Experts say India need not worry about China’s Covid spike. Here's why

By, New Delhi
May 30, 2023 06:37 AM IST

The resurgence in China, most evident since late April, is fuelled by the XBB subvariant.

The current wave of Covid-19 infections in China, which could be as high as 65 million cases a week towards the end of June, should not worry India as the country has already been exposed to the Omicron subvariant causing the surge, experts said.

The current wave of Covid-19 in China, which could be as high as 65 million cases a week towards June end, should not worry India (Reuters)
The current wave of Covid-19 in China, which could be as high as 65 million cases a week towards June end, should not worry India (Reuters)

The resurgence in China, most evident since late April, is fuelled by the XBB subvariant. It is expected to result in 40 million infections a week by the end of May before peaking at 65 million a month later, Bloomberg news agency reported, citing a local media outlet that in turn cited a presentation by respiratory disease specialist Zhong Nanshan at a biotech conference in Guangzhou.

Read: Lockdown to be back? China may see 65 million Covid cases a week by late June

“What China is seeing now, India is well past that stage and has emerged unscathed. If you see INSACOG bulletins issued around that time last year, those clearly mentioned that any increase in disease severity or hospitalization was not observed over that period in India,” a member of INSACOG said, requesting anonymity.

INSACOG, or the Indian SARS-CoV-2 Genomics Consortium, is a joint initiative of the health ministry, the department of biotechnology, the Council for Scientific and Industrial Research and the Indian Council of Medical Research comprising 54 laboratories that monitor the genomic variations in SARS-CoV-2.

XBB, which is a combination of Omicron’s a BA.2.10.1 and BA.2.75 subvariants, has been termed as the most immuno-evasive sublineage, according to a Lancet study. It was first detected in Singapore in August last year and was responsible for a sharp surge in Covid cases there.

Read: China's new Covid outbreak sparks concern: Could slow down trading

In India, the subvariant was responsible for a minor surge towards the end of last year. It however led to no increase in hospitalisation rates or death. India has reported 571 positive cases in the past 24 hours.

XBB was the most prevalent sublineage circulating all over India around November-December, accounting for at least 60% of the total samples genome sequenced, INSACOG said.

Omicron and its sub-lineages continue to be the dominant variant in India. XBB is the most prevalent sub-lineage (63.2%) circulating all over India. BA.2.75 and BA.2.10 were also circulating to a lesser extent. Especially, in North-East India, BA.2.75 is the prevalent sub lineage,” the consortium said in early December.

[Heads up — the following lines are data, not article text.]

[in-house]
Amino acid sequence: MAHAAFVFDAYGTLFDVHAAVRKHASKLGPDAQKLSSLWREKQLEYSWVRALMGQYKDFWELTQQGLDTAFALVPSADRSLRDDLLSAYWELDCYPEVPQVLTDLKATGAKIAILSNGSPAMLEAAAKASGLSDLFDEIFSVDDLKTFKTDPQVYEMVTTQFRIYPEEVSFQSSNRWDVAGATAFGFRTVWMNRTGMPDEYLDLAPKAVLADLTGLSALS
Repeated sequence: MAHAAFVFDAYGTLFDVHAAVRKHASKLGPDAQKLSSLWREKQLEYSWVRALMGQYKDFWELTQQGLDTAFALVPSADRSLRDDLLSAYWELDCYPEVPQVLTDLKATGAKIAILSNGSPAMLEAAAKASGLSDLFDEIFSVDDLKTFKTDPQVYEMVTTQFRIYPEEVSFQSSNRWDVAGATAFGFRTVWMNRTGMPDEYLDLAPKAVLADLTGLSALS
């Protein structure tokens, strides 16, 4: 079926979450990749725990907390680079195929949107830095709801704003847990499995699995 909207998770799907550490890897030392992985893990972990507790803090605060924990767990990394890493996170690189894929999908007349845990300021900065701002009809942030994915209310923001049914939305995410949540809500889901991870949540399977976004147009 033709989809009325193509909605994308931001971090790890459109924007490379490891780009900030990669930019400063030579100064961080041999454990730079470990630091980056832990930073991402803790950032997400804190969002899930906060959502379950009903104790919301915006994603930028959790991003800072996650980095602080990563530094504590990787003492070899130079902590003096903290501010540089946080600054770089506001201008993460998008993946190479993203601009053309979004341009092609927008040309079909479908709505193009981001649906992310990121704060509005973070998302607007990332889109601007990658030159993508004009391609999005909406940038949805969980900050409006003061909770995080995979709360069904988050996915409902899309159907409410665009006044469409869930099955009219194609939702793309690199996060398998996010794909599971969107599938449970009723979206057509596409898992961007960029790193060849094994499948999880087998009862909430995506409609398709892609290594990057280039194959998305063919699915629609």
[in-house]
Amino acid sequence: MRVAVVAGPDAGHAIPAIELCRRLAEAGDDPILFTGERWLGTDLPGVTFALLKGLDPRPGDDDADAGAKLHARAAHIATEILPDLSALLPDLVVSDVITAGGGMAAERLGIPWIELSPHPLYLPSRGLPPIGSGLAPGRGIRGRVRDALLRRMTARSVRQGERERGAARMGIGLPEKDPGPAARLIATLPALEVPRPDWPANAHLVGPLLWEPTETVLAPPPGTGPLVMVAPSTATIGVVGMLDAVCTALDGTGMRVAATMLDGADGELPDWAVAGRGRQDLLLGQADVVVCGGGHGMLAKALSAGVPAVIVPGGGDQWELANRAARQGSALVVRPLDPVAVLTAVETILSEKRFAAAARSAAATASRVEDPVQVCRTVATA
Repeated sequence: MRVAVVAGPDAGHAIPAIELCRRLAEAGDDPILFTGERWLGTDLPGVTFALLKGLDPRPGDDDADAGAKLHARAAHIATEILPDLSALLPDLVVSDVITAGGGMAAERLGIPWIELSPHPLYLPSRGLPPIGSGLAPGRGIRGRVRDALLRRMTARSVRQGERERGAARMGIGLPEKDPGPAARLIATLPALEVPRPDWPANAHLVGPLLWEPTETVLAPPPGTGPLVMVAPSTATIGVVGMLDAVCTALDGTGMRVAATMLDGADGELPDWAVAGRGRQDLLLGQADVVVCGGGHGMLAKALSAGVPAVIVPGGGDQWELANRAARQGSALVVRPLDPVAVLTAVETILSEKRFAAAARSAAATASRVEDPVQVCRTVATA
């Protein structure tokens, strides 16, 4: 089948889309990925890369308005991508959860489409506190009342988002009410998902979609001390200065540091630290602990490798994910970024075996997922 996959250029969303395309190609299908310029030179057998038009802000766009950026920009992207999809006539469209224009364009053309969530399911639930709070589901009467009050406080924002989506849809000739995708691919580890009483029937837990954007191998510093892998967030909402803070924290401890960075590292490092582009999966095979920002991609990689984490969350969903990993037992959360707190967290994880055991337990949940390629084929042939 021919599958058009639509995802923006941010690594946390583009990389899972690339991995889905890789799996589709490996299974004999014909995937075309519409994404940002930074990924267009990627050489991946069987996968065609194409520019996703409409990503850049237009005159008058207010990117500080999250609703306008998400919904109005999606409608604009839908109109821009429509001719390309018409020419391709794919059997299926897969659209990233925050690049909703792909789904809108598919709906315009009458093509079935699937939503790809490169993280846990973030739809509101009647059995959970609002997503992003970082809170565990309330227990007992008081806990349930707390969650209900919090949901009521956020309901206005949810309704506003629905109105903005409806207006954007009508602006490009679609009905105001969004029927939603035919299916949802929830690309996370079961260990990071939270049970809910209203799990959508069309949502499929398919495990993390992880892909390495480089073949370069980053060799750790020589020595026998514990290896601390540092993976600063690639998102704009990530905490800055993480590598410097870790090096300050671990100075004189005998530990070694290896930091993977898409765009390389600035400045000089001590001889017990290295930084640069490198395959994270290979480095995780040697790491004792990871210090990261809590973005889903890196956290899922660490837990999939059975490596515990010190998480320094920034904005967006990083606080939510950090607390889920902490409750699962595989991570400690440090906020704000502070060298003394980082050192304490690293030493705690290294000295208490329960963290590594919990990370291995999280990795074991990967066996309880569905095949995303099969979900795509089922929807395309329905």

“Among the samples collected till the end of November 2022, the prevalence of XBB and its sub-lineages was 62.6%, for BA.2.75, it was 18.7% whereas, BA.2.10 was 11.0% and those were continued to be the most commonly circulating Omicron sub-lineage,” it added. “In northern half of India, BA.2.75 is the most prevalent sub-lineage whereas in middle and southern part of India, XBB is the most prevalent sub-lineage of omicron variant.”

The measures that the Indian government undertook in terms of extensive vaccination coverage in a short period of time, along with natural immunity against the Omicron variant that a significant section of country’s population acquired earlier last year together prevented the disease from progressing to levels of severity in a majority of Covid positive cases, the INSACOG member said.

Read: India logs 310 new covid cases in 24 hours, active tally at 4,709

“China has been under complete lockdown for a significant period of time. Therefore, people didn’t get to build immunity against the virus that was fast mutating,” the person added.

Meanwhile, XBB.1.16 is currently the dominant recombinant variant of Sars-CoV-2 in India, with at least 80% of the Covid positive samples testing positive for it, according to INSACOG data. There have been no signs of increased severity in disease.

“When hospitalisations and deaths due to the disease is not high, and even hospitalisations are seen in a small section of population such as elderly and comorbid, then rising infections should not scare us that much,” said Dr R Gangakhedkar, former head of the epidemiology division at the Indian Council of Medical Research.

“The mutants have continued to be from the same lineage, Omicron, for the past 17 months and this was not the character of the virus earlier that used to create a variant of concern almost every six months,” Dr Gangakhedkar said. “Many countries have even stopped tracking new infections.”

To be sure, vulnerable persons should be cautious, he added. “Highly vulnerable persons should continue to follow Covid appropriate behaviour and precautionary dose. No matter how mild this infection would be perceived, we do not know the impact of getting repeated Covid infections on incidence and its severity,” he said.

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    Rhythma Kaul works as an assistant editor at Hindustan Times. She covers health and related topics, including ministry of health and family welfare, government of India.

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